Reviewed: 16th August 2018
The harsh reality is that very few businesses last forever and there may come a time when you need to consider dissolving your limited company. There are a whole host of reasons why you may be looking into this option; your business may have been successful but has now served its purpose, or maybe it never got off the ground at all and has been sitting dormant ever since.
If you are considering dissolving your company, you are not alone. In fact 490,738 companies were dissolved in the 12 months up to the end of March 2018. Here we present answers to the most frequently asked questions regarding company dissolution:
To dissolve a company, which is also known as ‘dissolution’ or ‘striking off’, is a way of closing down a limited company by removing its name from the official register held at Companies House. Once the name is removed from the register, the company no longer legally exists.
No, liquidation and dissolution are two different processes. Dissolution is a way to achieve company closure in situations where no debt is present, or where any outstanding debt and other liabilities can be settled in full within 12 months.
Liquidation is different. If your company is unable to pay off what it owes, liquidation is likely to be the most appropriate option for you. Liquidation involves extracting the assets from a company, selling these to realise as much money as possible, and putting these towards paying off any outstanding debts. Liquidation can only be entered into with a licensed insolvency practitioner who will oversee the whole process on your behalf.
As well as your company being solvent, there are other conditions that must be met before a company is eligible for dissolution. Your company must:
The process of dissolving your company is done through submitting a DS01 form which must be signed by a majority of the directors (or all if there is only one or two). The form must be sent to Companies House for processing and a copy must also be sent to all ‘notifiable parties’ which includes creditors, employees and shareholders. A notice will then be placed in the Gazette announcing your decision to dissolve the company. Your company will officially be dissolved 3 months after this notice is published, providing no objections have been made. The Gazette will then run a final notice confirming the dissolution of your company.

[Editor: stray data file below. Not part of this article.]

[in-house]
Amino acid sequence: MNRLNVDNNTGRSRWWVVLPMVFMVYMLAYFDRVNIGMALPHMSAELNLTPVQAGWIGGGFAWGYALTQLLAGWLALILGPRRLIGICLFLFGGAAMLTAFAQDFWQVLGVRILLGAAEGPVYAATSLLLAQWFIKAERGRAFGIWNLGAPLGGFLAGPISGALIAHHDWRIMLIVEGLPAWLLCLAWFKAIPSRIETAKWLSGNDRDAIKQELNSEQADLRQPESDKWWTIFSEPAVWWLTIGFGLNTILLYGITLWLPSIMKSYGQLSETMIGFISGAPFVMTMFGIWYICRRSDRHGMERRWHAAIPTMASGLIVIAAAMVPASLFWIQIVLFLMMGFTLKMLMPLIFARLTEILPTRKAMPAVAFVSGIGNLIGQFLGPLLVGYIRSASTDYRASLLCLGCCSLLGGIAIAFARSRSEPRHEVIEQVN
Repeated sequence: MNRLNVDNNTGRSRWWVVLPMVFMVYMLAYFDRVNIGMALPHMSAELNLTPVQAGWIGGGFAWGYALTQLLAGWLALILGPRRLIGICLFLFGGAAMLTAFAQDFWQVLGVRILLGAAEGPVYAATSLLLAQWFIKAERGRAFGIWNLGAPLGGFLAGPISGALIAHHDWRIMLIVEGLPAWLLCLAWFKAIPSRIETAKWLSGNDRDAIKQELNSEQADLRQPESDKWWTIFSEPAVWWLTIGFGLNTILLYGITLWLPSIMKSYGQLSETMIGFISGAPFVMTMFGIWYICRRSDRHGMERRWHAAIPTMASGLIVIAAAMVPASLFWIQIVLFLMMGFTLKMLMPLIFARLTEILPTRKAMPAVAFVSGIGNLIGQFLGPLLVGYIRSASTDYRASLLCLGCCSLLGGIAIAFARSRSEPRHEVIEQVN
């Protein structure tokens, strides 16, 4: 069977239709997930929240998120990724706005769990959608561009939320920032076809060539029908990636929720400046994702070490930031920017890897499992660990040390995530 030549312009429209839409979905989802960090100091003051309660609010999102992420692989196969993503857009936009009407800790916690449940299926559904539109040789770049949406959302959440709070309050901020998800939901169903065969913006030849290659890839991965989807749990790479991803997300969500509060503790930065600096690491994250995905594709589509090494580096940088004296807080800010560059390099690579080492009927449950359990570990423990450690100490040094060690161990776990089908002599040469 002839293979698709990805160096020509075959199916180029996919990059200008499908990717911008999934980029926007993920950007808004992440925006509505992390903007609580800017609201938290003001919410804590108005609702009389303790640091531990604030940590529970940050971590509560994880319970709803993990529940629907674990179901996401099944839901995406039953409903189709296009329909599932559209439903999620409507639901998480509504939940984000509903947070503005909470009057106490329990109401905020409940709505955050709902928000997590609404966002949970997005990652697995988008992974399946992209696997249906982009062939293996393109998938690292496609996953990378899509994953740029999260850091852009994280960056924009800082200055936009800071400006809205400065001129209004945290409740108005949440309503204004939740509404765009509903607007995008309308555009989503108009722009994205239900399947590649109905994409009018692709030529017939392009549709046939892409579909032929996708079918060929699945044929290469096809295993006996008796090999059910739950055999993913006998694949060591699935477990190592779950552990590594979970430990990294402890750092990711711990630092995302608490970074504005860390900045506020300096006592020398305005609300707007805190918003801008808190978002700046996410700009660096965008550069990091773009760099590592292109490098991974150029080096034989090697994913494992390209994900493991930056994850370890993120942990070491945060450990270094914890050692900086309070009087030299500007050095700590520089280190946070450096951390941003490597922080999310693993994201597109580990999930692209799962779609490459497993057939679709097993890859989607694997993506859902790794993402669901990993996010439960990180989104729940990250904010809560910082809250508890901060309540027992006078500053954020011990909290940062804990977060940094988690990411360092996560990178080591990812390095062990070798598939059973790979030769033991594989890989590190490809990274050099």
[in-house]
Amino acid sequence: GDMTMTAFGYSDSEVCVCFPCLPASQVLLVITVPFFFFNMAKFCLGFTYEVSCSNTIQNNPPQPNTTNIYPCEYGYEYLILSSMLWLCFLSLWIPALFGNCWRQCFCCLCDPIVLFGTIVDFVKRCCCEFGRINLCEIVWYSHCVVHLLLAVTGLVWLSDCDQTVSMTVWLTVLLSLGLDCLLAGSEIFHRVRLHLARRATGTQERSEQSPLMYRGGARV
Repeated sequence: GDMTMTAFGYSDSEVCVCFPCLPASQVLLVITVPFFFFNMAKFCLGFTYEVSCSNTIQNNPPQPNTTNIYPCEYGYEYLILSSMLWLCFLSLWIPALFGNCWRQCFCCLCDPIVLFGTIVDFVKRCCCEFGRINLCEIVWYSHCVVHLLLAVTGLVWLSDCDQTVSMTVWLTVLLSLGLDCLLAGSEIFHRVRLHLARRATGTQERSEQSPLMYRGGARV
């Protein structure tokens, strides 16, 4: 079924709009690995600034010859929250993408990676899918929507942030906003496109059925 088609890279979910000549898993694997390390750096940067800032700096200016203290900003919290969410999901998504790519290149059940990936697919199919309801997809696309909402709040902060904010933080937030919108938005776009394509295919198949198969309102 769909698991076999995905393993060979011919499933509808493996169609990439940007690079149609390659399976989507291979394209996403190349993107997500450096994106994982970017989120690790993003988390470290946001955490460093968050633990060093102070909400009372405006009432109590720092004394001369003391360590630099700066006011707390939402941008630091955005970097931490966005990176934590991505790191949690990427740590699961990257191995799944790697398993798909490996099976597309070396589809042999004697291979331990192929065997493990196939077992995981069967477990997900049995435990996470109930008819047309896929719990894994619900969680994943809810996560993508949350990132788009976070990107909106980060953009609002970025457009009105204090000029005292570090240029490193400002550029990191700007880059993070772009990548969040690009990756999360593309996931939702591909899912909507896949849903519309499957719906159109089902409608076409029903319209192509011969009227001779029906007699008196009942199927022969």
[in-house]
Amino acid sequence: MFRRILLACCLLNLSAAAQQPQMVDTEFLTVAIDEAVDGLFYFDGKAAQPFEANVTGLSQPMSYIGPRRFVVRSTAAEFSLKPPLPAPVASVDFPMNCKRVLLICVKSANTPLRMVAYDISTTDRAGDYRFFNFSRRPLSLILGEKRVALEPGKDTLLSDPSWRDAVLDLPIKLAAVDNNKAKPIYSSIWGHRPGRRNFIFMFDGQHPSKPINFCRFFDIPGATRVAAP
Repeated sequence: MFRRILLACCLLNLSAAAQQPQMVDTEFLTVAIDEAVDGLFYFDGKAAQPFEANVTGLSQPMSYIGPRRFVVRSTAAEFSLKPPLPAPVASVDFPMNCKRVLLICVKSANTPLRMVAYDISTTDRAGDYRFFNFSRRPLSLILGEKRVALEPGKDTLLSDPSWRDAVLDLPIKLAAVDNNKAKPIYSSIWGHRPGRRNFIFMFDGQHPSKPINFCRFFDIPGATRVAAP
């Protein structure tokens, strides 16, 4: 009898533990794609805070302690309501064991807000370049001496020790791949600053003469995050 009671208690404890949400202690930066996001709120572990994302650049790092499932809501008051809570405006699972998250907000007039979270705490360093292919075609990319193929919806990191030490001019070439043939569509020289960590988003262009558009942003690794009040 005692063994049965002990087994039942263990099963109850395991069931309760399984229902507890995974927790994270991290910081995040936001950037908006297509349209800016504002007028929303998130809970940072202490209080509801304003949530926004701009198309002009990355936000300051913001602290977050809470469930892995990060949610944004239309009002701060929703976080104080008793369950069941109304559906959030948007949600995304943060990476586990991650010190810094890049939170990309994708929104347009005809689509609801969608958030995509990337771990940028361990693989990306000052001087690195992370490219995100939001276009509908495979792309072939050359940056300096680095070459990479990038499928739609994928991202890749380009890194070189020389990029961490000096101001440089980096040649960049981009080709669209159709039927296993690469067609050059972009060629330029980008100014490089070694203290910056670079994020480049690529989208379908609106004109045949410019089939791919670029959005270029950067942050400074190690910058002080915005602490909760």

Before applying to dissolve your company, you have a number of responsibilities. They include:
Following the dissolution of your company, you are required to keep any records and documents relating to the business for 7 years.
Anyone can object to the proposed dissolution of your company. If your company owes money, then you should expect your creditors to submit an objection to your application. If an objection is upheld by the Registrar then the dissolution will not be allowed to go ahead. You should be aware that a creditor can apply for a court order to restore your company to the register even after dissolution if you have evaded paying them. This is why it is crucial that you inform all interested parties of your intention to dissolve the company and ensure all creditors are fully paid.
There may also be a reason why you, as director of the company, have to halt the proceedings. You must retract your application if your company changes its name, continues to trade, or is made insolvent. If this happens, you must complete form DS02.
While dissolving your company may seem like a straightforward process, caution must be exercised. If you provide false information in your application, deliberately or otherwise, or fail to notify an interested party of your decision to dissolve, the consequences can be severe. You can face disqualification as a director, be handed a considerable fine, or even face imprisonment in extreme cases.